University of Cambridge > > BSS Formal Seminars > Laser Manipulation in Liquid Crystals: an approach to microfluidics and micromachines

Laser Manipulation in Liquid Crystals: an approach to microfluidics and micromachines

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If you have a question about this talk, please contact Dr Kalin Dragnevski.

Laser trapping of particles in three-dimensions can occur as a result of the refraction of strongly focused light through micron-sized particles. The use of this effect to produce laser tweezers is extremely common in fields such as biology, but it is only relatively recently that the technique has been applied to liquid crystals. The possibilities are exciting: droplets of liquid crystals can be trapped, moved and rotated in an isotropic fluid medium, or both particles and defects can be trapped and manipulated within a liquid crystalline medium. This talk considers both possibilities. The mechanism of transfer of optical angular momentum from circularly polarised light to small droplets of nematic liquid crystals is described. Further, it is shown that droplets of chiral liquid crystal can be made to rotate when illuminated with linearly polarised light and possible mechanisms are discussed. The trapping and manipulation of micron sized particles in an aligned liquid crystal medium is used to provide a measure of local shear viscosity coefficients and a unique test of theory at low Erickson number in liquid crystals.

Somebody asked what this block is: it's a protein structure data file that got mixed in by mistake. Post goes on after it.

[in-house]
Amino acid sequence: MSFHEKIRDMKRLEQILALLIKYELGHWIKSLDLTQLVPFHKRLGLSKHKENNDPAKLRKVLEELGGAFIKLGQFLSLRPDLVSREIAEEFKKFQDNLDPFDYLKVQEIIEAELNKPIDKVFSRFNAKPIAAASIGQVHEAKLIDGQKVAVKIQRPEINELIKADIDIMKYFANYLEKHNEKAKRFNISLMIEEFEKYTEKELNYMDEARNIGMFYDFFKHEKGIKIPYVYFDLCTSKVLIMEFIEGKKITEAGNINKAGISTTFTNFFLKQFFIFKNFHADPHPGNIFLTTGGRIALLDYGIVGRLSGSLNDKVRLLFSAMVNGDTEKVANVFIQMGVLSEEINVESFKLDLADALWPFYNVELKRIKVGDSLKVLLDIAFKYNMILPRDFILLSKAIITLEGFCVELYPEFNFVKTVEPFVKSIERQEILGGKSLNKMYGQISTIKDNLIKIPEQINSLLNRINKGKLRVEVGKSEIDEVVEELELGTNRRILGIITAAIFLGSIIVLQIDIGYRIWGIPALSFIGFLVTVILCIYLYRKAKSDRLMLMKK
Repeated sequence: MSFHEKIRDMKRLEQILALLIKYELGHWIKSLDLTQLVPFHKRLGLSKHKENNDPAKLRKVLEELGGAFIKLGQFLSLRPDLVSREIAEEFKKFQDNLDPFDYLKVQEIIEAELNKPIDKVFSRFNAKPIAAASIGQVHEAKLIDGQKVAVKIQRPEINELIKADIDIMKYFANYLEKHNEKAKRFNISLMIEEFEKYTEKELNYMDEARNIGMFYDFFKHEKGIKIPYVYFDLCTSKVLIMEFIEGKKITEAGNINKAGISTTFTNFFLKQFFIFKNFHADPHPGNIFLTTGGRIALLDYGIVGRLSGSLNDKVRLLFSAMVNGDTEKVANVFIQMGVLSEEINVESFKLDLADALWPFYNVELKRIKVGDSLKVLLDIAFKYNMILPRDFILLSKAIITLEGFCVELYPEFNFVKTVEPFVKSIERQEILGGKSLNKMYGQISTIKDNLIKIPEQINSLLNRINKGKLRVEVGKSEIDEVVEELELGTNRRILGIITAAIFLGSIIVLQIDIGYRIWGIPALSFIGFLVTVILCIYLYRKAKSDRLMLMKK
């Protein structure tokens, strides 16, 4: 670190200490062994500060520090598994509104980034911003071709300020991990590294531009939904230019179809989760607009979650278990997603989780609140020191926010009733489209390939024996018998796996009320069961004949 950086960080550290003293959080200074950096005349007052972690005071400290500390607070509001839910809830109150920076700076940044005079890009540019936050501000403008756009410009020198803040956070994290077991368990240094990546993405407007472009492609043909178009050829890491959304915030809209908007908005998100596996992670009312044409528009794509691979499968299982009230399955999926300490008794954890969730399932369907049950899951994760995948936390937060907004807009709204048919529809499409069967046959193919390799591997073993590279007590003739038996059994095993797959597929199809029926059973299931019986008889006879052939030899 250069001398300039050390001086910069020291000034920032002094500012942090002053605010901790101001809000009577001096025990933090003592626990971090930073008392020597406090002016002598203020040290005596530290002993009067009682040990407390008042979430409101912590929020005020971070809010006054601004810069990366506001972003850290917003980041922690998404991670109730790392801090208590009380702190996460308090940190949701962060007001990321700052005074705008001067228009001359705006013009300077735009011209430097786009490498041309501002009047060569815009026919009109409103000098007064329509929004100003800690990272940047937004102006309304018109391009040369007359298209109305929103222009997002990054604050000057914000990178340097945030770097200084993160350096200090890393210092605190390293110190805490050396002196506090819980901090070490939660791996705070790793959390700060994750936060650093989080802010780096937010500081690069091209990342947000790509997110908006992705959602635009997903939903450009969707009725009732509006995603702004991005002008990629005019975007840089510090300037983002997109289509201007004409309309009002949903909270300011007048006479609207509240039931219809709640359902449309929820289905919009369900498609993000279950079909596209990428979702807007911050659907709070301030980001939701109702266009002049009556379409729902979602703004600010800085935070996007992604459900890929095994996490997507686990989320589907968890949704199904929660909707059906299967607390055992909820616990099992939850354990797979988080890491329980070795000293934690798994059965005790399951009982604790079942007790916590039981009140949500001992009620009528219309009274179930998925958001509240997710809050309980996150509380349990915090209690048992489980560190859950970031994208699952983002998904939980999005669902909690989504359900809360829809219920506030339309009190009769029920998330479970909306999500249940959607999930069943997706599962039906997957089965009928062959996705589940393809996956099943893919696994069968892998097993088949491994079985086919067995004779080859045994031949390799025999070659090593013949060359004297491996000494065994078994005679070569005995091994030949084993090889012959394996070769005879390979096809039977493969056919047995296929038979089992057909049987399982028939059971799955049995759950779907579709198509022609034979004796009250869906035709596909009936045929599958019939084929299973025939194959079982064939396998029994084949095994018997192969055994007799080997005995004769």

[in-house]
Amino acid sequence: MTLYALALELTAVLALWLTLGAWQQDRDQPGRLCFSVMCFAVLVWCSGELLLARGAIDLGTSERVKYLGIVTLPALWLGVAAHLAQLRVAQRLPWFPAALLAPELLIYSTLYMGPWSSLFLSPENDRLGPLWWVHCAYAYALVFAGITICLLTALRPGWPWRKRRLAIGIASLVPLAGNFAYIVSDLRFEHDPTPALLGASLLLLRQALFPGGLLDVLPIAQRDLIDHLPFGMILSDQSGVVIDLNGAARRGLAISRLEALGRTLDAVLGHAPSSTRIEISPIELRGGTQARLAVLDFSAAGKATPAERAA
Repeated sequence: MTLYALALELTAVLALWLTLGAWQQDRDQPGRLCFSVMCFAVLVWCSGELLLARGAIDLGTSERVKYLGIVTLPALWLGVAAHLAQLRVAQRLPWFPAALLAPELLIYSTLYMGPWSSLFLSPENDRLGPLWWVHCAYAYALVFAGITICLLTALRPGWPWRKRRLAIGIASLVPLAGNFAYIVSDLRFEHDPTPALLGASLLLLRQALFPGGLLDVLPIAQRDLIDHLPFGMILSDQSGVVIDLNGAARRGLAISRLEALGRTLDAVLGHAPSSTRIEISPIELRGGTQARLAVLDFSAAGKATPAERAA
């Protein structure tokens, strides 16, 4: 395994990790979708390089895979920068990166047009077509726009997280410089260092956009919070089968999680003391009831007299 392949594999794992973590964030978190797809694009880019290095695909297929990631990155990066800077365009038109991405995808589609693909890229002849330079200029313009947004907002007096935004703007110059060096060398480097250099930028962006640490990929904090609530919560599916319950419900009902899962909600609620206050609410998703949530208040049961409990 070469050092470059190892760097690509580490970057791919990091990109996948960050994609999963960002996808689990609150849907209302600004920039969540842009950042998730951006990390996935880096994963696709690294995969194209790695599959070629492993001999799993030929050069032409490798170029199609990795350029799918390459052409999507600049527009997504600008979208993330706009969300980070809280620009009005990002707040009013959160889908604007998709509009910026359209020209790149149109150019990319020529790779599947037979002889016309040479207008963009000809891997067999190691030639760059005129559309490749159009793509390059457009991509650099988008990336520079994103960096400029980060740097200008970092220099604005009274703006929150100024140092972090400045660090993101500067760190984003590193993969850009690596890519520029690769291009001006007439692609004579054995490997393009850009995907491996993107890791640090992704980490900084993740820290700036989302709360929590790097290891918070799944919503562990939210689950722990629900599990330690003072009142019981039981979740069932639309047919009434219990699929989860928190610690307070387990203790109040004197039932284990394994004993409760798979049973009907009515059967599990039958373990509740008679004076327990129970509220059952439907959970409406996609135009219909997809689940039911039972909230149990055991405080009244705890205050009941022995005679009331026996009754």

This talk is part of the BSS Formal Seminars series.

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